Drinks With Dead People

Raise a glass to history.

Tag: Victorians (page 1 of 2)

William Banting

Have a drink with: William Banting
Keto, paleo, intermittent fasting? Nope: BANTING.

Ask him about: before and after pics

CARBS

When the Paleo diet became popular in the early oughts and the ketogenic diet more recently supplanted it as a nutritional craze, keen-eyed historians noticed something familiar about these diets’ recommendations to hork down all the meat you can get your mitts on, guilt-free: specifically, that it wasn’t especially new. Was this all that different, they wondered, from the low-carb, high-fat diet Dr. Robert Atkins had first published in 1972? Was this just a forty-some-odd-year-old diet fad in a new dress?

To which I say: of course not. It’s a HUNDRED-and-forty-some-odd-year-old diet fad in a new dress. I’m over at Narratively today with more about William Banting, the Victorian royal undertaker who, yes, popularized low-carb dieting.

Click over to Narratively for the full story.

Continue reading

Napoleon Sarony

Have a drink with: Napoleon Sarony
Work with me, darling.

Ask him about: Oscar Wilde, cover girl

Oscar Wilde #18

The author of an interview with the photographer Napoleon Sarony, published in the June 1895 edition of Decorator and Furnisher magazine, was clearly excited about getting to meet such a famous figure. In the style of the modern celebrity profile, with luxe asides about the subject’s choice in clothing, food or furniture, the writer gushes that Sarony’s apartment is lavishly decorated, stuffed with Rococo furniture, Latin American pottery, even an Egyptian mummy in its sarcophagus. Fat portfolios of photographs nod to Sarony’s profession, with images of “every known celebrity that has either been born or set foot upon American soil, as well as thousands of photographs of the rank and file of American Democracy.”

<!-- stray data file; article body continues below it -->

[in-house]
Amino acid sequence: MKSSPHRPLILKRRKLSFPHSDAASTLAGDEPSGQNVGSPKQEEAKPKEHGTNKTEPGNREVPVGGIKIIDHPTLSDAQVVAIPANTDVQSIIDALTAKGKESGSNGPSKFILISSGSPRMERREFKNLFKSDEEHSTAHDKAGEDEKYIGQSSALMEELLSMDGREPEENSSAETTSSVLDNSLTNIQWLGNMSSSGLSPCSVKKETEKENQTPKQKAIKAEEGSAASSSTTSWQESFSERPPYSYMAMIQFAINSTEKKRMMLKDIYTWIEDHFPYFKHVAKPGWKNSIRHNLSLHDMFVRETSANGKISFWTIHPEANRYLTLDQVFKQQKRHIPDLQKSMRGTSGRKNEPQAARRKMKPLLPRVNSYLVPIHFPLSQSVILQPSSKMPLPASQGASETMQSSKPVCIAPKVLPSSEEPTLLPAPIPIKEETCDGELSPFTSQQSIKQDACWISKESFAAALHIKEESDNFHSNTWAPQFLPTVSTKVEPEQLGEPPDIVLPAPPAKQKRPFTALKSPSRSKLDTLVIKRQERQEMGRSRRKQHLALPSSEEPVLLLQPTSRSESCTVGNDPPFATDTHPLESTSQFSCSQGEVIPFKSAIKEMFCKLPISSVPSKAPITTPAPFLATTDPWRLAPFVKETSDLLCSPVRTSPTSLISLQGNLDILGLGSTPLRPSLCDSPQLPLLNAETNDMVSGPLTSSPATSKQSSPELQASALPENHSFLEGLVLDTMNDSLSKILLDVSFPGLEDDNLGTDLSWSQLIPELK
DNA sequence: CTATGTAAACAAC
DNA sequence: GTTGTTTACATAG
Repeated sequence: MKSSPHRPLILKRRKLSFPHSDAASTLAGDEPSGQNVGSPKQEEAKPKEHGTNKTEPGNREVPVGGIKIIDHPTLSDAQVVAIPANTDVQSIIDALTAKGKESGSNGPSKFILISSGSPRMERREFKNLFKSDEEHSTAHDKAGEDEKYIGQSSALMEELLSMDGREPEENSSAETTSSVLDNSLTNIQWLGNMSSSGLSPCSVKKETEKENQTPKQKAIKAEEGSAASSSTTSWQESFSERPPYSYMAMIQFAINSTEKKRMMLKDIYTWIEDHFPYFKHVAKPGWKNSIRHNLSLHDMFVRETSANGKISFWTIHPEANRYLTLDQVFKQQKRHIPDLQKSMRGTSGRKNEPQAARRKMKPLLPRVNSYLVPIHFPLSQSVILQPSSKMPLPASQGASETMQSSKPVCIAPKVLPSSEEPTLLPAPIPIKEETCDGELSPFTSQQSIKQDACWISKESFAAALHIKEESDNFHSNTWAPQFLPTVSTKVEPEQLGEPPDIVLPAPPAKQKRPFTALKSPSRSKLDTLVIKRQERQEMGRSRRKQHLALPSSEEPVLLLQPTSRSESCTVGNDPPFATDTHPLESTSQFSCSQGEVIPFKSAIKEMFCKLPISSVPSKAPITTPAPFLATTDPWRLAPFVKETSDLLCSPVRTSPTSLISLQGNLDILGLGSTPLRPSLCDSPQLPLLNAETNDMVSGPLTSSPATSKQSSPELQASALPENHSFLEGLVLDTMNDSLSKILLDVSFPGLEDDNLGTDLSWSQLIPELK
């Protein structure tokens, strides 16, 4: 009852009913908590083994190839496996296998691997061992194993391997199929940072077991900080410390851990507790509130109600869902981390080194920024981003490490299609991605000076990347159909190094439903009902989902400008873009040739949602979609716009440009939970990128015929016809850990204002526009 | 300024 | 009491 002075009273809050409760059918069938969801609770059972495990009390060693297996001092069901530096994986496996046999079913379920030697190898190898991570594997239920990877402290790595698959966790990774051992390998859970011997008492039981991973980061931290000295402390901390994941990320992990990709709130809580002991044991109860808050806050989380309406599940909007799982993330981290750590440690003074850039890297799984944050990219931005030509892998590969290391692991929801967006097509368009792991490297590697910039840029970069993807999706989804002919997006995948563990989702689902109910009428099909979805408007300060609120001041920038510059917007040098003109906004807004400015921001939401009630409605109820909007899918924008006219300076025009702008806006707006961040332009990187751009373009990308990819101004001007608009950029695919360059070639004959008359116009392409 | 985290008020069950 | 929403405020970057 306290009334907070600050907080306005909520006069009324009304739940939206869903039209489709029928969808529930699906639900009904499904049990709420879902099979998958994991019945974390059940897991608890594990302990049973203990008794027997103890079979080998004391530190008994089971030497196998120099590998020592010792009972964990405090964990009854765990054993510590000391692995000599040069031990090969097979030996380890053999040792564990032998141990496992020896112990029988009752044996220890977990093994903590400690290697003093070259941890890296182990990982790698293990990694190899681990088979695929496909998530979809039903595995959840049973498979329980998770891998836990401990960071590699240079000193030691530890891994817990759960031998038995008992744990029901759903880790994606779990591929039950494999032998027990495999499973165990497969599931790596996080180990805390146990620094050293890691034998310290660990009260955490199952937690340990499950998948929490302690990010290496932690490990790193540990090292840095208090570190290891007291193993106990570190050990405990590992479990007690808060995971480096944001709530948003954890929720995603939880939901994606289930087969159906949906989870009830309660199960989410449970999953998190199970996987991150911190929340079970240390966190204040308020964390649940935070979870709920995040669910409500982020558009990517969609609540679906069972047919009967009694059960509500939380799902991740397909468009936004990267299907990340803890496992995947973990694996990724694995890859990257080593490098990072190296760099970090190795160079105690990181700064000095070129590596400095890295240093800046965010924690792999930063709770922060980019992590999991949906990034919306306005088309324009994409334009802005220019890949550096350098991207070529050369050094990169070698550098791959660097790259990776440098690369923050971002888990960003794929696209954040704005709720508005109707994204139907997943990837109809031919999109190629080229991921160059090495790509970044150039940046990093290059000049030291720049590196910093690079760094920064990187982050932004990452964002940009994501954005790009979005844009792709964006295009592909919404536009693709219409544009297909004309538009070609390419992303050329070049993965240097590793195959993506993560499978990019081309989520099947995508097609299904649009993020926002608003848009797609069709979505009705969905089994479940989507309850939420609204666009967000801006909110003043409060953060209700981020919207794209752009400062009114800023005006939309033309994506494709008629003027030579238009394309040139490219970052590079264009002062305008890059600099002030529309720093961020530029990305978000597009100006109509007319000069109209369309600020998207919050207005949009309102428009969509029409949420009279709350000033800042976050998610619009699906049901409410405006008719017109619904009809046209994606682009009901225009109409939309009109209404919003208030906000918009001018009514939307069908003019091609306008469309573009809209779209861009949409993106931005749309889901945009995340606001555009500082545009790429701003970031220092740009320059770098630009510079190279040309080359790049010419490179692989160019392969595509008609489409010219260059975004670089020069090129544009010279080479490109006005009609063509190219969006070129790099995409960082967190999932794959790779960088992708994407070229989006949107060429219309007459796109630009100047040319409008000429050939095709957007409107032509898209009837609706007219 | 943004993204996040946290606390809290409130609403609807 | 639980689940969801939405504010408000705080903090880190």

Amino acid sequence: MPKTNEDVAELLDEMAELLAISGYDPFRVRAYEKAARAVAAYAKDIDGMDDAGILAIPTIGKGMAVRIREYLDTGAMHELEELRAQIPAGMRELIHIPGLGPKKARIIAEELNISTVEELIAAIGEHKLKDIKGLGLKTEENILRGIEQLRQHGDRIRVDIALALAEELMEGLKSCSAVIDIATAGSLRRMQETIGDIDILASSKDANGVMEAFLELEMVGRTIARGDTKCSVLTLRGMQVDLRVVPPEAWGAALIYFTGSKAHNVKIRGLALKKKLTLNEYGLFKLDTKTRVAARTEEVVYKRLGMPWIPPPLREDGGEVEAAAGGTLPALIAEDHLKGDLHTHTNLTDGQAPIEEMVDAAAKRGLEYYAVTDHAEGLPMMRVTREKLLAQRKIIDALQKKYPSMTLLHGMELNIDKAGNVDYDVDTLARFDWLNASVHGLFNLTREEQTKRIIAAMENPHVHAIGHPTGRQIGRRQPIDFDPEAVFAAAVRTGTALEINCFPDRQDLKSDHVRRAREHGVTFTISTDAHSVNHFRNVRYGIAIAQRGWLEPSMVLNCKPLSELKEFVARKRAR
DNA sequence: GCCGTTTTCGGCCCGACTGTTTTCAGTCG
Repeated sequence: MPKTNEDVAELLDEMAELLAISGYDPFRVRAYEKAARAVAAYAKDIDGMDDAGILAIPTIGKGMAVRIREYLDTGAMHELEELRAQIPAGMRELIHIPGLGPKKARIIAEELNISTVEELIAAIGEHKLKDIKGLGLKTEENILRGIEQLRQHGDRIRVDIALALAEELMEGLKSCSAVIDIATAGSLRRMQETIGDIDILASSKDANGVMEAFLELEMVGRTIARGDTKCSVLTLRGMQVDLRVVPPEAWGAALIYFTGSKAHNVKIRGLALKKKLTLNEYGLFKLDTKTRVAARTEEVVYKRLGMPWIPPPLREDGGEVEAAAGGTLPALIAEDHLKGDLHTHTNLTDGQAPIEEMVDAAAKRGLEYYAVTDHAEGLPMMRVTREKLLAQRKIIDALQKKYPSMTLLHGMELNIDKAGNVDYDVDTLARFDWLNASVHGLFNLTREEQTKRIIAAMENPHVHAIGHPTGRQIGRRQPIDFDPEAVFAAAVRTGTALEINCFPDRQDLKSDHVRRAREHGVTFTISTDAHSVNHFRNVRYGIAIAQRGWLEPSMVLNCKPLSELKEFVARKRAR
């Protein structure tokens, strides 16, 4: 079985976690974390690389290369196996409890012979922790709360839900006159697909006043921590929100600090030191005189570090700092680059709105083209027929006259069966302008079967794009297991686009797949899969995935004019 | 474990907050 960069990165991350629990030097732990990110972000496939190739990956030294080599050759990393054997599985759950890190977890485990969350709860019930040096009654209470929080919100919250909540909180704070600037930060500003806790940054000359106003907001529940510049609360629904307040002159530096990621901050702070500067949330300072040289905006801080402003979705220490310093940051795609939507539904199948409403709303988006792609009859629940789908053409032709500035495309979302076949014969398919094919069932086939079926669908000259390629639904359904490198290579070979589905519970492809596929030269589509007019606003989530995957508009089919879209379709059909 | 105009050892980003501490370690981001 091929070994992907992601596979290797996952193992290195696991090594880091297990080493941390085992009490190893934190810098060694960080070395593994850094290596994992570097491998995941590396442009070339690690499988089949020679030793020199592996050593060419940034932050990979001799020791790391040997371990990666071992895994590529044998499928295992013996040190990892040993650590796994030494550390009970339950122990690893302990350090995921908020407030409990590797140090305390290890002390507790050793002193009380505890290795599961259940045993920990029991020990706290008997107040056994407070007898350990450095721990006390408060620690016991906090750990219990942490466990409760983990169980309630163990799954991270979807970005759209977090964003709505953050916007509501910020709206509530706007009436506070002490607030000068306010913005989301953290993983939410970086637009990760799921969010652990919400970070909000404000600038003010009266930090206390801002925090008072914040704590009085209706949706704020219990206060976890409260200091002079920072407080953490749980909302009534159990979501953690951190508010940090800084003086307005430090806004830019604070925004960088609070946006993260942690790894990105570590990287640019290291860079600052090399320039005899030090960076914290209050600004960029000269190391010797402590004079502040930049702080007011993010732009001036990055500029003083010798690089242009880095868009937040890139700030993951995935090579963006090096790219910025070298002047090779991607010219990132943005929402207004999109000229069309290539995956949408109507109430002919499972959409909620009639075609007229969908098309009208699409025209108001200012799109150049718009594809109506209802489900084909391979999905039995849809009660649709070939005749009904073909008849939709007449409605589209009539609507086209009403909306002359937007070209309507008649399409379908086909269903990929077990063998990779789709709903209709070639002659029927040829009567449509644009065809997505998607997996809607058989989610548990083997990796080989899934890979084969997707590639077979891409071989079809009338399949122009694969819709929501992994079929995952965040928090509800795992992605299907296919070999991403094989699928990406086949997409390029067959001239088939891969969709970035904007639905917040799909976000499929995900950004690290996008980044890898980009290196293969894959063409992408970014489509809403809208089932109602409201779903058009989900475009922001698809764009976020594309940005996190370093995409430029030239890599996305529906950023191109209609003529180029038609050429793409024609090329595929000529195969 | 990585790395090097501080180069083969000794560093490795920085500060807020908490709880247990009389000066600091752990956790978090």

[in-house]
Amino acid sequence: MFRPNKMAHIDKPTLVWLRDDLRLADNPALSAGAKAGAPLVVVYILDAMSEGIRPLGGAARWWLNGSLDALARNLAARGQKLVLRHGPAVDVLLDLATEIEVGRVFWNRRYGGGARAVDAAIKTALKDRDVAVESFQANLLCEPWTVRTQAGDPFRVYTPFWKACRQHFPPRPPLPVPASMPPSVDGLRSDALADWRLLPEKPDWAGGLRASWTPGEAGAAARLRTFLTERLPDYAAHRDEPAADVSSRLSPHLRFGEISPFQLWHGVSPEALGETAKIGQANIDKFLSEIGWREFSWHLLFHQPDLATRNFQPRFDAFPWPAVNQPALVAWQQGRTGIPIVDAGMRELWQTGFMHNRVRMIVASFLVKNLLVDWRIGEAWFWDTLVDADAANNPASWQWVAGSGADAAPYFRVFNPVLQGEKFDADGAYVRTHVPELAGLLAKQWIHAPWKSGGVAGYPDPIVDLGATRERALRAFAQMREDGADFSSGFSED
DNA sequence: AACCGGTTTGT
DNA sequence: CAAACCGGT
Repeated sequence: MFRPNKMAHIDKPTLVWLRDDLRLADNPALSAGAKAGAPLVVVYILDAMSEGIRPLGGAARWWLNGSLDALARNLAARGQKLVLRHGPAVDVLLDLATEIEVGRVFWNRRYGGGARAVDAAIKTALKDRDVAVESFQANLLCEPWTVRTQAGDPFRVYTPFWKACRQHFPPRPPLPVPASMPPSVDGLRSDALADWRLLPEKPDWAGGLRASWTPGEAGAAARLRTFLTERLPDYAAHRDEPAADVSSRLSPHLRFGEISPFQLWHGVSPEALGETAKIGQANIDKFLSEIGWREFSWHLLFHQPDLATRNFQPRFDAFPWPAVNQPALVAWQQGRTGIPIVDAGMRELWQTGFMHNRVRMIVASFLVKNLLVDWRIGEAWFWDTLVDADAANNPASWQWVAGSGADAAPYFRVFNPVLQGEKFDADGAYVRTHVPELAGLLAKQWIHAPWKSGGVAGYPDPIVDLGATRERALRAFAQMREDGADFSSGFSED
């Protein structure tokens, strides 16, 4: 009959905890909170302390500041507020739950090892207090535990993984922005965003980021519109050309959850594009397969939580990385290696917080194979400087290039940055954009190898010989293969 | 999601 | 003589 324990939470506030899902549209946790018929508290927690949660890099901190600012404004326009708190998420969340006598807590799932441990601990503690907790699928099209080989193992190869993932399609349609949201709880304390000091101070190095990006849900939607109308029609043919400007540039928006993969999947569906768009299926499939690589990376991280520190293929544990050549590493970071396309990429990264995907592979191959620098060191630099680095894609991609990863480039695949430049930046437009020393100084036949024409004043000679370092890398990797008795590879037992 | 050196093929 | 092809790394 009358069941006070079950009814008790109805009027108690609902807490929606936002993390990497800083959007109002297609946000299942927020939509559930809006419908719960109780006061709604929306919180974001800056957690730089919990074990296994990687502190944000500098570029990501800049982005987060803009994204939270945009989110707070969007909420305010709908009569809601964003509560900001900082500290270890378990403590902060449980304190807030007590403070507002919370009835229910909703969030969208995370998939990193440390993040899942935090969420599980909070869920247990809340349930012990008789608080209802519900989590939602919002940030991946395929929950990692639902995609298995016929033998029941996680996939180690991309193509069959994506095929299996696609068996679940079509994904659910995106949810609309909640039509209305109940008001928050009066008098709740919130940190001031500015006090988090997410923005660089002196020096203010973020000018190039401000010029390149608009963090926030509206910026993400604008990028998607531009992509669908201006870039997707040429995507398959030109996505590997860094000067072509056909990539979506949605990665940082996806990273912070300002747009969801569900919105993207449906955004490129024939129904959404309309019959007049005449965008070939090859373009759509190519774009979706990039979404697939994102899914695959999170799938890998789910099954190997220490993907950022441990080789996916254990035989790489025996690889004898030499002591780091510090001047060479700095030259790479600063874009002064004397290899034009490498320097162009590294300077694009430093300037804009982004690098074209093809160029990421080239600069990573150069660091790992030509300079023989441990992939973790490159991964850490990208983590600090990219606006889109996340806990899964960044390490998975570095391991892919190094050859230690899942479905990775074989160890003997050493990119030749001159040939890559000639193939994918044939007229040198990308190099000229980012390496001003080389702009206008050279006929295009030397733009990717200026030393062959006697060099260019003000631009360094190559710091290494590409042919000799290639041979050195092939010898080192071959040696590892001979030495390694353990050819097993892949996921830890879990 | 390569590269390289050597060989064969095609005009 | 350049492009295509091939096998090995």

There is more than Sarony’s luxe eccentricity to mention, though: the article opens with a mention that the state legislature, under the thrall of Anthony Comstock’s anti-vice movement, was then entertaining the idea of a law to prohibit any representation of the nude human figure from going on display (and a catty aside that the law’s advocates were not simply seeking legislation, but “incidentally some notoriety for themselves.”).

Surely America’s most flamboyant celebrity photographer would have an opinion on the Comstock crusaders?

The key, he explained, was in portraying the nude as refined, innocent and graceful – free of seductive gazes or vulgar poses, presented as naturally as a flower in nature. Citing his own work, he explained: “I think my work proves that photography has aspects personal and individual apart from mechanical considerations. The camera and its appurtenances are, in the hands of an artist, the equivalent of the brush of the painter, the pencil of the draughtsman, and the needle of the etcher.”

He would know: the U.S. Supreme Court had told him so.

Continue reading

The Early Birds

Have a drink with: The Early Birds
There’s only one 10 o’clock in the day, and this ain’t it.